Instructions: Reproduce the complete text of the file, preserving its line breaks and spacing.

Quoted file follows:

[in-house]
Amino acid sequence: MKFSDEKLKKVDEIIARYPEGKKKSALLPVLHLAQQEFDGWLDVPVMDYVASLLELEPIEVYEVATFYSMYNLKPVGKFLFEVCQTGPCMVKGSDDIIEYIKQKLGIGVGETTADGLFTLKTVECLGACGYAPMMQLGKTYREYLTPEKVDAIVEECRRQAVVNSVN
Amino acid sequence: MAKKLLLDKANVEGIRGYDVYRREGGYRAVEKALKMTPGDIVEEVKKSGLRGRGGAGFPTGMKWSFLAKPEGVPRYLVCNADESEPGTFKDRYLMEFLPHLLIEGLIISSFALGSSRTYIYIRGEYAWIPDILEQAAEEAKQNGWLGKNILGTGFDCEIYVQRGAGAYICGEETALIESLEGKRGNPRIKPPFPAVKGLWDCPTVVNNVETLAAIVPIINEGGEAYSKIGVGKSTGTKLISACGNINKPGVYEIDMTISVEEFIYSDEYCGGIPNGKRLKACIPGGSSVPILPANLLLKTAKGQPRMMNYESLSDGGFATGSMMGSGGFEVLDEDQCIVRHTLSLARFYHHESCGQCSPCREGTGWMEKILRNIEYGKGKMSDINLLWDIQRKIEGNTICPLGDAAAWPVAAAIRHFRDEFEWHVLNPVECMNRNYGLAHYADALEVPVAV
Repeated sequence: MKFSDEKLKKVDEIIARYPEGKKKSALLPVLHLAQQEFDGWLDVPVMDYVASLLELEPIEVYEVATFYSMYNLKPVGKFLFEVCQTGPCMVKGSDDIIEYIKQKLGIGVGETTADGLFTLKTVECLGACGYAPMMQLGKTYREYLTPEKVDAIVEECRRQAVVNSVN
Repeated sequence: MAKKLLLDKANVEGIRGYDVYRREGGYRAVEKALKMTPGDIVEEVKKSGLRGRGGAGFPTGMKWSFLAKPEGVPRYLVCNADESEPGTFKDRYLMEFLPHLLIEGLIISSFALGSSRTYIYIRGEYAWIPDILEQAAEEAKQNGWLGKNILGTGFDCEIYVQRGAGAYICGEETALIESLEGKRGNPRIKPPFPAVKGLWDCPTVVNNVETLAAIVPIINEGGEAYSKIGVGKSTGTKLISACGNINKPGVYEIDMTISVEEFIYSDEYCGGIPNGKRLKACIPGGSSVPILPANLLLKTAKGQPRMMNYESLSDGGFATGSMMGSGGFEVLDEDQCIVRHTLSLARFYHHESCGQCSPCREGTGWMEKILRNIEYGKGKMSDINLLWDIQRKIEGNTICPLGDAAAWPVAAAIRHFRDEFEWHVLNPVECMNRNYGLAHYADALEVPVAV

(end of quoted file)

[in-house]
Amino acid sequence: MKFSDEKLKKVDEIIARYPEGKKKSALLPVLHLAQQEFDGWLDVPVMDYVASLLELEPIEVYEVATFYSMYNLKPVGKFLFEVCQTGPCMVKGSDDIIEYIKQKLGIGVGETTADGLFTLKTVECLGACGYAPMMQLGKTYREYLTPEKVDAIVEECRRQAVVNSVN
Amino acid sequence: MAKKLLLDKANVEGIRGYDVYRREGGYRAVEKALKMTPGDIVEEVKKSGLRGRGGAGFPTGMKWSFLAKPEGVPRYLVCNADESEPGTFKDRYLMEFLPHLLIEGLIISSFALGSSRTYIYIRGEYAWIPDILEQAAEEAKQNGWLGKNILGTGFDCEIYVQRGAGAYICGEETALIESLEGKRGNPRIKPPFPAVKGLWDCPTVVNNVETLAAIVPIINEGGEAYSKIGVGKSTGTKLISACGNINKPGVYEIDMTISVEEFIYSDEYCGGIPNGKRLKACIPGGSSVPILPANLLLKTAKGQPRMMNYESLSDGGFATGSMMGSGGFEVLDEDQCIVRHTLSLARFYHHESCGQCSPCREGTGWMEKILRNIEYGKGKMSDINLLWDIQRKIEGNTICPLGDAAAWPVAAAIRHFRDEFEWHVLNPVECMNRNYGLAHYADALEVPVAV
Repeated sequence: MKFSDEKLKKVDEIIARYPEGKKKSALLPVLHLAQQEFDGWLDVPVMDYVASLLELEPIEVYEVATFYSMYNLKPVGKFLFEVCQTGPCMVKGSDDIIEYIKQKLGIGVGETTADGLFTLKTVECLGACGYAPMMQLGKTYREYLTPEKVDAIVEECRRQAVVNSVN
Repeated sequence: MAKKLLLDKANVEGIRGYDVYRREGGYRAVEKALKMTPGDIVEEVKKSGLRGRGGAGFPTGMKWSFLAKPEGVPRYLVCNADESEPGTFKDRYLMEFLPHLLIEGLIISSFALGSSRTYIYIRGEYAWIPDILEQAAEEAKQNGWLGKNILGTGFDCEIYVQRGAGAYICGEETALIESLEGKRGNPRIKPPFPAVKGLWDCPTVVNNVETLAAIVPIINEGGEAYSKIGVGKSTGTKLISACGNINKPGVYEIDMTISVEEFIYSDEYCGGIPNGKRLKACIPGGSSVPILPANLLLKTAKGQPRMMNYESLSDGGFATGSMMGSGGFEVLDEDQCIVRHTLSLARFYHHESCGQCSPCREGTGWMEKILRNIEYGKGKMSDINLLWDIQRKIEGNTICPLGDAAAWPVAAAIRHFRDEFEWHVLNPVECMNRNYGLAHYADALEVPVAV